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May 1, 2016 will be ten years. Ten years since my father left this mortal coil. Ten years since I’ve heard his voice. Ten years in which my life has seen drastic changes, mostly for the better, that he was never able to see. I would love to tell you that the desire to see and speak to my Dad has faded over time. I would love to say that there aren’t still days where I pick up the phone and dial that old phone number. I would love to say that there aren’t any nights when stress or sadness has taken over that I don’t feel the crushing weight of grief still when I realize that he isn’t there for me to call.
My father was killed by a whole slew of minor health issues. I could name them all, but to be honest, I don’t have it in me. Simply writing that one paragraph above has me feeling more sadness than I have in a long time. Specifically though, my father was killed by one thing spurned on by a lifetime of unhealthy eating and unhealthy habits. One thing that took him away much sooner than he should have…he never saw his 55th birthday.
It amazes me sometimes how those two little words can have such an impact on someone’s life. How destructive though two words really can be. How much hurt and pain they can cause.
I am 33 years old. I weigh more than I ever have. It was two weeks ago that I received a diabetes diagnosis; just like both of my parents have/had. It was two weeks ago that I had a single thought that has stayed with me for these last two weeks:
“I don’t want to be like Dad. I don’t want to die.”
Heart disease is the #1 killer of women. The latest available data (2013), shows that one in four U.S. women died of heart disease. A huge 80% of women ages 40-60 have at least one risk factor for heart disease. I’m not even 35 yet and I have several.
In case you’ve over looked them, the risk factors for heart disease are:
- High blood pressure
- High blood cholesterol
- Diabetes and prediabetes
- Being overweight or obese (BMI of 25 or greater)
- Being physically inactive (less than 2.5 hours of physical activity per week)
- Having a family history of early heart disease
- Having a history of preeclampsia during pregnancy
- Unhealthy eating
- Age (55 or older for women)
Yeah, I can see several on there that apply to me. What this means is that statistically, I don’t stand a very good chance of living a long and healthy life if I don’t make the changes that I very much need to. So I’ve spent the last two weeks making those changes.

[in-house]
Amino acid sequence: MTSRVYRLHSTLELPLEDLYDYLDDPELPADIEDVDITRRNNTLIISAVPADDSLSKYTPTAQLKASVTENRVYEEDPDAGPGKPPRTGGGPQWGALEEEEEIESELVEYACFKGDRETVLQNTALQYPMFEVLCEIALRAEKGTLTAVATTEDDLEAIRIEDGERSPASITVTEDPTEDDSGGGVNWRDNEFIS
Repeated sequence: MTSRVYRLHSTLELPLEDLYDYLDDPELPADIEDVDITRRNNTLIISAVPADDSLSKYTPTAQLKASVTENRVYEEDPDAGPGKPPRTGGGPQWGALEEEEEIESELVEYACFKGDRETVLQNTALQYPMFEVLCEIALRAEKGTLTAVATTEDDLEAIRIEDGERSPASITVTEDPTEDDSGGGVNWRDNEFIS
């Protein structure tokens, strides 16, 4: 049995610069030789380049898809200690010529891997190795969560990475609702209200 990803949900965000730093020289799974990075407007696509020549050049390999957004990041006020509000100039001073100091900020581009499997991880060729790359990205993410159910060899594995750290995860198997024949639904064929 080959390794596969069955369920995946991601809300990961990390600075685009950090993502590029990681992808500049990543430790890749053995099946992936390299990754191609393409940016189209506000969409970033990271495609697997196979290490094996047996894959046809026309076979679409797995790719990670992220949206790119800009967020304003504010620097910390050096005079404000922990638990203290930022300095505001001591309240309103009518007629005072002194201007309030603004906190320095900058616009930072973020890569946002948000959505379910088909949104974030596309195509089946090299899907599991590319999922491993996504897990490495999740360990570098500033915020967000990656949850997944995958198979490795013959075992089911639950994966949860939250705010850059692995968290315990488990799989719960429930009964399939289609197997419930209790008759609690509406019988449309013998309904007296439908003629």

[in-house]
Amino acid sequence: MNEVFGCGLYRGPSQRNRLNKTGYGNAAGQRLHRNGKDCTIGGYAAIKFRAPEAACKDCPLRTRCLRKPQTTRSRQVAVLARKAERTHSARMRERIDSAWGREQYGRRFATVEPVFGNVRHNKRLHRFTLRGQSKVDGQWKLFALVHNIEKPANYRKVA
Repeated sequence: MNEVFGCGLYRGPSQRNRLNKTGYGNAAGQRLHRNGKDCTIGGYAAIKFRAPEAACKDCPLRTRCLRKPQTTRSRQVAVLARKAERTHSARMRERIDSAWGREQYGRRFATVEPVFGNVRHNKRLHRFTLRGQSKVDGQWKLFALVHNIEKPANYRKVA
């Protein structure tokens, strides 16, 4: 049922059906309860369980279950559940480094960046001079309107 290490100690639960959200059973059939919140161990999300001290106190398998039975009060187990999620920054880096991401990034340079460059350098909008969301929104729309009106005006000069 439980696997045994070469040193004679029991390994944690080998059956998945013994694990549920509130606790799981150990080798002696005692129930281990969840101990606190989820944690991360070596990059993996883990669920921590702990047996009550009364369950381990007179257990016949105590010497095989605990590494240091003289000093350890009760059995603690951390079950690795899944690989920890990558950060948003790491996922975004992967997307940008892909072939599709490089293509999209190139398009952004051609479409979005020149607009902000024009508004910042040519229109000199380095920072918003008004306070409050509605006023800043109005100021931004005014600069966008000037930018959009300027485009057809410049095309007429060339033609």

- I’m eating better. My daily diet consists of heart healthy grains, green leafy vegetables, proteins and other good things that I have deprived my body of for so long.
- I’m sleeping better. Okay, I’m actually “just” sleeping. Ask anyone who knows me and they’ll tell you that I don’t sleep. I would run three or four days with no sleep before. Now? I’ve had a solid eight for the last two weeks.
- I’m not sitting at a desk for 12-16 hours each day. In other words, I’m living life again.
- I’m down 6 lbs so far.
It’s not the end all be all and I’ve got a very long way to go, but you know what?
It’s a start and I’ve never felt better.
February is American Heart Month. The Heart Truth’s #FromTheHeart campaign is raising awareness for heart disease in women. Giving a gift that is #FromTheHeart this month is a fantastic way to make others aware of how devastating heart disease can really be. I’m giving a #FromtheHeart gift to my daughter this month.
She and I will be taking a Mommy/Emma date that involves hiking and other heart healthy exercises. It is never too early for her to start being heart healthy because she too will someday face some of the same risk factors that I do.
The Heart Truth campaign invites you to share a gift from the heart this February too! It can be anything to encourage the women in your life to live a healthy, heart happy life. Gifts can be virtual (like a coupon book filled with heart healthy redemption options) or something as simple as cooking someone a heart healthy dinner.
The Heart Truth website and campaign offers tips and advice for women to help reduce their risk for heart disease as well as how to help others do the same. Be sure to visit to learn more and to follow them on Facebook, Twitter or Pinterest.
While you’re at it, be sure to tweet what you’re doing to get heart healthy or your advice for others to help raise awareness for heart disease using the hashtag #FromTheHeart.
Heart disease doesn’t have to kill. What will you do to help lower your own risk of heart disease this year?
My Advice to you #FromtheHeart is do not wait to take action. Tomorrow really could be too late.
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